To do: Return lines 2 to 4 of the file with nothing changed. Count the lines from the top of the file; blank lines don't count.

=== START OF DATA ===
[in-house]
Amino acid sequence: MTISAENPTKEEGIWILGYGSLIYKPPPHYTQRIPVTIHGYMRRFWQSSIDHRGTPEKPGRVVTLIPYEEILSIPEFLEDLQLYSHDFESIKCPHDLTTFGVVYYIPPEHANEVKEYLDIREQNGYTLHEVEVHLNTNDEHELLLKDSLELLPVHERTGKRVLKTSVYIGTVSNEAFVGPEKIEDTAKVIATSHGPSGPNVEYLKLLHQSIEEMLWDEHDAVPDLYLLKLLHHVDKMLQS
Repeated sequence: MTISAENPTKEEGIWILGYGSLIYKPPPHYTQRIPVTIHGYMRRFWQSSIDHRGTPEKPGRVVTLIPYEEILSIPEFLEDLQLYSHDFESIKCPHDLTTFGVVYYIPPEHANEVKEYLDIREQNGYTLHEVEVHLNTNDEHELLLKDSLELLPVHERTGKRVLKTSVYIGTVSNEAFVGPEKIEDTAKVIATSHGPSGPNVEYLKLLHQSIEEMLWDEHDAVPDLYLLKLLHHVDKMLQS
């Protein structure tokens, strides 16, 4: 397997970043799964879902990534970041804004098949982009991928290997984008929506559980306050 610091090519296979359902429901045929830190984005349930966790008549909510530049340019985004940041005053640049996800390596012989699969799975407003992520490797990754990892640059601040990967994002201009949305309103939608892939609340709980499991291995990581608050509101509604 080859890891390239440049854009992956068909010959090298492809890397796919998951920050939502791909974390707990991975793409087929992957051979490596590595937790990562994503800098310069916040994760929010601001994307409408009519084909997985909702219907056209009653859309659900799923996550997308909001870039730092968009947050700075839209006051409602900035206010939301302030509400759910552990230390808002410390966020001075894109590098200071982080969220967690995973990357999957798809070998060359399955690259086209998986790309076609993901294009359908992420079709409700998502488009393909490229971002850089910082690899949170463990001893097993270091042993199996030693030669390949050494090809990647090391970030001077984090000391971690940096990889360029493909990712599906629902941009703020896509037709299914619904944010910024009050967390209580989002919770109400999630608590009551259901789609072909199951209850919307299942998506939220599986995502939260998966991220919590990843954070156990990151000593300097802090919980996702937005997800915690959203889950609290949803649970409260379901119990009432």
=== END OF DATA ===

Amino acid sequence: MTISAENPTKEEGIWILGYGSLIYKPPPHYTQRIPVTIHGYMRRFWQSSIDHRGTPEKPGRVVTLIPYEEILSIPEFLEDLQLYSHDFESIKCPHDLTTFGVVYYIPPEHANEVKEYLDIREQNGYTLHEVEVHLNTNDEHELLLKDSLELLPVHERTGKRVLKTSVYIGTVSNEAFVGPEKIEDTAKVIATSHGPSGPNVEYLKLLHQSIEEMLWDEHDAVPDLYLLKLLHHVDKMLQS
Repeated sequence: MTISAENPTKEEGIWILGYGSLIYKPPPHYTQRIPVTIHGYMRRFWQSSIDHRGTPEKPGRVVTLIPYEEILSIPEFLEDLQLYSHDFESIKCPHDLTTFGVVYYIPPEHANEVKEYLDIREQNGYTLHEVEVHLNTNDEHELLLKDSLELLPVHERTGKRVLKTSVYIGTVSNEAFVGPEKIEDTAKVIATSHGPSGPNVEYLKLLHQSIEEMLWDEHDAVPDLYLLKLLHHVDKMLQS
């Protein structure tokens, strides 16, 4: 397997970043799964879902990534970041804004098949982009991928290997984008929506559980306050 610091090519296979359902429901045929830190984005349930966790008549909510530049340019985004940041005053640049996800390596012989699969799975407003992520490797990754990892640059601040990967994002201009949305309103939608892939609340709980499991291995990581608050509101509604 080859890891390239440049854009992956068909010959090298492809890397796919998951920050939502791909974390707990991975793409087929992957051979490596590595937790990562994503800098310069916040994760929010601001994307409408009519084909997985909702219907056209009653859309659900799923996550997308909001870039730092968009947050700075839209006051409602900035206010939301302030509400759910552990230390808002410390966020001075894109590098200071982080969220967690995973990357999957798809070998060359399955690259086209998986790309076609993901294009359908992420079709409700998502488009393909490229971002850089910082690899949170463990001893097993270091042993199996030693030669390949050494090809990647090391970030001077984090000391971690940096990889360029493909990712599906629902941009703020896509037709299914619904944010910024009050967390209580989002919770109400999630608590009551259901789609072909199951209850919307299942998506939220599986995502939260998966991220919590990843954070156990990151000593300097802090919980996702937005997800915690959203889950609290949803649970409260379901119990009432």